That night Japanese cruisers arrived off Lunga Point and lobbed 1,400 shells at Henderson, destroying 18 American planes and damaging 32 others. They failed to render the field inoperable, however, and when Japanese Rear Adm. Raizo Tanaka’s Destroyer Squadron 2, better known to his American adversaries as the “Tokyo Express,” escorted 11 transports to Guadalcanal, every Marine and Navy aircraft that could still fly, joined by Enterprise’s planes, attacked. They damaged the retiring cruiser Maya and sank seven of the 11 transports, although “Tenacious Tanaka” ran the four remaining ships aground to land 2,000 troops and supplies, while his destroyers rescued some 5,000 survivors.
Donahue was part of an eight-plane patrol led by 2nd Lt. James G. Percy northwest of the Russell Islands at 1045 on November 14 when the Marines spotted six Zeros of the 253rd Kokutai, dispatched from Vunakanau airfield on Rabaul, en route to engage the Americans who were attacking Tanaka’s convoy. “They dived from a great height,” Donahue recalled, “and we all shot at them and they kept on diving. I thought we got a couple of them. If you got a good shot into one, it burst into flame—then you know you got him.” Five Zeros were credited to Percy’s flight—including one to Donahue—though in fact only three of the Japanese failed to return to base.
Not long after his eventful combat debut Donahue, like many other Marines at Guadalcanal, fell ill with malaria, but later in November VMF-112 was with- drawn to Sydney for a rest. While the unit was there, as a group of the squadron’s pilots collectively asked an Australian girl for a date, she shook her head and remarked, “You’re a pack of wolves!” That response inspired the Marines to adopt “Wolf Pack” as their squadron sobriquet, and they subsequently designed their insignia around it.
Donahue was still in the hospital convalescing from malaria when VMF-112 returned to Guadalcanal in late January 1943. “It was a beautiful life when they sent me to Australia,” he said, “but as soon as I was well enough to fight again I caught a plane back to Cactus.”
By May VMF-112 had exchanged the last of its F4F-4s for Vought F4U-1 Corsairs. Like most Marines who flew the “Bent-wing Bird,” Donahue fell in love with the powerful new fighter. “You thought you were going to make a round trip in a Corsair,” he said. “That thing was marvelous. Its greatest asset was speed, as far as I was concerned.” It wouldn’t be long before Donahue put the fast fighter to good use.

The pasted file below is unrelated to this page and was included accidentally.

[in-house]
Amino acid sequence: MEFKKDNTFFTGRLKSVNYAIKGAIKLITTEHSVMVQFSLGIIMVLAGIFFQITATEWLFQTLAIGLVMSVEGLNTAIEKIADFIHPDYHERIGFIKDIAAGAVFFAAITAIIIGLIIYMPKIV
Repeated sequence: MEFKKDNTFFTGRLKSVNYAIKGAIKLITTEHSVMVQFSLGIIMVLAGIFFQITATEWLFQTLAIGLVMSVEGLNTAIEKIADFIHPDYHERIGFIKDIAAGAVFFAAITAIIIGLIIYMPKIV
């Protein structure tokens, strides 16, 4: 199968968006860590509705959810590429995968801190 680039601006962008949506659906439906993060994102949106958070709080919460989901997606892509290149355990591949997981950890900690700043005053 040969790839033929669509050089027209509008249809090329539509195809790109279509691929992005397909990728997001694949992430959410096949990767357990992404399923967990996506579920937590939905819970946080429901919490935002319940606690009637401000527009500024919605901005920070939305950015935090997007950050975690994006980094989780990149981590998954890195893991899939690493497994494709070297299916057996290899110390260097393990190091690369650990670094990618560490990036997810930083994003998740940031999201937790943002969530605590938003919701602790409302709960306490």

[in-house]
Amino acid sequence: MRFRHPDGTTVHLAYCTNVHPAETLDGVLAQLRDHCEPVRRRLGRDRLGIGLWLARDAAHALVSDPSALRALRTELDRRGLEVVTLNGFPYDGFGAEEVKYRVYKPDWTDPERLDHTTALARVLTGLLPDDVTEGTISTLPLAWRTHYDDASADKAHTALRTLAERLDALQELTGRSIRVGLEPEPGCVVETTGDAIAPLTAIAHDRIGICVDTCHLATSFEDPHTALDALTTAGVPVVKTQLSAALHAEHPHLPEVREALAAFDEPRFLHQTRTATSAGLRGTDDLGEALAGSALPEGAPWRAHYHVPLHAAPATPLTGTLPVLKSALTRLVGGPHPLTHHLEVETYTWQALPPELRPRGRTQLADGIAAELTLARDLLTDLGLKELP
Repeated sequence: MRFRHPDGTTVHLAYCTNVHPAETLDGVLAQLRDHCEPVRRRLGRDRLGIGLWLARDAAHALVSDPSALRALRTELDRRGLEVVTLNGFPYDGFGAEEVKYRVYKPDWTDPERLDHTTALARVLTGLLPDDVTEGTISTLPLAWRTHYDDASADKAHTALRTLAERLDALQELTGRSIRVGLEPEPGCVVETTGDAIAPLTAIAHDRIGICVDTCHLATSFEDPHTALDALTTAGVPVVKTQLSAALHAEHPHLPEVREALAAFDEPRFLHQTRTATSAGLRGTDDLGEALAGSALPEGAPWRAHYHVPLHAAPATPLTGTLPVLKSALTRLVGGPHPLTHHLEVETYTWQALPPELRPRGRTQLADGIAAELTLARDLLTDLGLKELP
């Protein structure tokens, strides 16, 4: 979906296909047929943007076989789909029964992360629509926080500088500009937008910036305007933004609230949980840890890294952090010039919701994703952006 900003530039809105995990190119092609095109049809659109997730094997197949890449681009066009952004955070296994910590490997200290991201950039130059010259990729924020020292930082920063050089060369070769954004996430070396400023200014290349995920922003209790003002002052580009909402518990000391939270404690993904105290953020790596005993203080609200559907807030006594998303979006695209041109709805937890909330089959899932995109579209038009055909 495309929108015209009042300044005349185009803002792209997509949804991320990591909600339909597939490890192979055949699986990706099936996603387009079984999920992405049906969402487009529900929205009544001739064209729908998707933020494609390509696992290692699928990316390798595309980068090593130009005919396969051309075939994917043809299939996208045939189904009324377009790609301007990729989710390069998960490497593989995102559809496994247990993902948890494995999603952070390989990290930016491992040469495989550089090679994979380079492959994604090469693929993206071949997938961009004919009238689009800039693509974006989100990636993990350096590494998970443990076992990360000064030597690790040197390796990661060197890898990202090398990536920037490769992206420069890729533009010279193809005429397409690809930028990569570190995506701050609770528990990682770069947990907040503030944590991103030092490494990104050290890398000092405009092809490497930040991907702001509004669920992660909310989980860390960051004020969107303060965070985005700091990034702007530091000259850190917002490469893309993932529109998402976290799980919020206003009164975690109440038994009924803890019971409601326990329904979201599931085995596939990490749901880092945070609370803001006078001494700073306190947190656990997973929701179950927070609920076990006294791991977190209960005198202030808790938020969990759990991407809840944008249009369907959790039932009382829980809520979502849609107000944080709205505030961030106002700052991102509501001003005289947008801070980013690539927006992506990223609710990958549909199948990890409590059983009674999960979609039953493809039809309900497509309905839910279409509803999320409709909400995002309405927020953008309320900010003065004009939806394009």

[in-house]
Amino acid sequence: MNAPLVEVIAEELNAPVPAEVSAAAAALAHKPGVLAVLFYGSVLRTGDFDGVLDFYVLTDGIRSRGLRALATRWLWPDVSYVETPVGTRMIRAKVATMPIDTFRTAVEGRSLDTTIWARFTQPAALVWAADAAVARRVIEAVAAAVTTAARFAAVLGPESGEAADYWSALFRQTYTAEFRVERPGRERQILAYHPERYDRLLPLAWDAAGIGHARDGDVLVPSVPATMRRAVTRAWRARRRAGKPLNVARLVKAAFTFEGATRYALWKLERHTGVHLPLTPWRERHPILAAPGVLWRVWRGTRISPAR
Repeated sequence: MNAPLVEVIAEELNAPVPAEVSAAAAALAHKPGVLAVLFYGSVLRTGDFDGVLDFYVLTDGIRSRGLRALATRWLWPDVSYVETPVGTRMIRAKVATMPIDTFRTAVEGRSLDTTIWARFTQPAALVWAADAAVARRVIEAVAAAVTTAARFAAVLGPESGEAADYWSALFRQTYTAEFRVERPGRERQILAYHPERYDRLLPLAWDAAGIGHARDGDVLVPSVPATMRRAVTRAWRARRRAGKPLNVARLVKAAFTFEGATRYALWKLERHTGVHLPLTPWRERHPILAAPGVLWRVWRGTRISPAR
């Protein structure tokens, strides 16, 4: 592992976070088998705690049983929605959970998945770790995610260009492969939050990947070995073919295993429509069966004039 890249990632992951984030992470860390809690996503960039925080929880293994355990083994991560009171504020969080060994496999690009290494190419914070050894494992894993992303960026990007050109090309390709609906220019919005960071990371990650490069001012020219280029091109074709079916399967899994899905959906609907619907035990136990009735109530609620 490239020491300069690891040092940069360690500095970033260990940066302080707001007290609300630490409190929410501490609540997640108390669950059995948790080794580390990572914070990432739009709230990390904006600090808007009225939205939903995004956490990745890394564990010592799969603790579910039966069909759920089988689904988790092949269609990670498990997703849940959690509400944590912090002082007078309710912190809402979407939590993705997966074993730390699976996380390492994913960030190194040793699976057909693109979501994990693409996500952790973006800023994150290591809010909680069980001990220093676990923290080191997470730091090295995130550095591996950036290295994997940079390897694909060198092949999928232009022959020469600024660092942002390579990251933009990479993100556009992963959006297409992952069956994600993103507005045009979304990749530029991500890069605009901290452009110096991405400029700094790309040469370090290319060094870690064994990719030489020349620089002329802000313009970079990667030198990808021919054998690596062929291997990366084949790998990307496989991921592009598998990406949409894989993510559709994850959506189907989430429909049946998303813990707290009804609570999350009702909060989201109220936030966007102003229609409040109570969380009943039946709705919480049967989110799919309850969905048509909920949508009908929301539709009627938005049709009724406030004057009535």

On May 13, flying F4U-1 Bureau No. 02349, he and his flight encountered Zeros west of Florida Island at 1250 hours. In an hourlong series of dogfights, Donahue was credited with four Zeros and one probable, though he wrote over the latter entry in the report, “[1st Lt. Milton M.] Cook verified the fifth.” Whatever the case, Japanese naval records note the loss of four A6M3 Zeros and the death of three pilots off the Russells. One of three Corsairs shot down that day was flown by Donahue’s wingman, 1st Lt. Otto J. Seifert, who was last seen plunging to earth at a 45-degree angle, trailing a plume of smoke. Donahue remembered little of that moment, except to recall, “I think he saved my life.” Seifert was VMF-112’s second—and last—air-to-air combat fatality of the Solomons campaign.
Eleven Wolf Pack Corsairs escorted Grumman TBF-1s and Douglas SBD-3s on a June 5 raid on Kahili Bay and got into a dogfight with some 40 Zeros west of the Shortlands at 0930. In the ensuing two-hour melee, VMF-112 pilots were credited with 11 victories, including one for Donahue.
Two days later, the Japanese struck back against American units in the Russells with 24 Zeros of the 204th Kokutai and 36 Zeros of the 251st Kokutai, which were hotly engaged by fighters of the Thirteenth Air Force as well as Navy and Marine fighters between 1020 and 1220. VMF-112 was involved in two major dogfights that day. In the first, north of the Russells, Major Robert B. Fraser’s eight-plane flight was jumped from above and behind by 14 Zeros, probably from the 204th. Turning on his assailants, Fraser claimed the first Zero in line. First Lieutenant Stanley T. Synar got the second as it latched onto Fraser’s tail, and 1st Lt. James E. Johnson was attacking the third when another Zero drove him out of the fight with half his rudder, his hydraulic system and a tire shot away. In spite of that damage, Johnson managed to get credit for downing a Zero on his way back to a safe landing at Henderson Field. Percy claimed Johnson’s attacker, but then his controls were shot away by another Zero. Bailing out at 300 feet, Percy hit the water before his parachute could open, but miraculously survived despite a broken pelvis, two sprained ankles and numerous bruises. He managed to swim to a coral reef, and the next day made his way to an adjacent island, from which he was rescued and shipped home.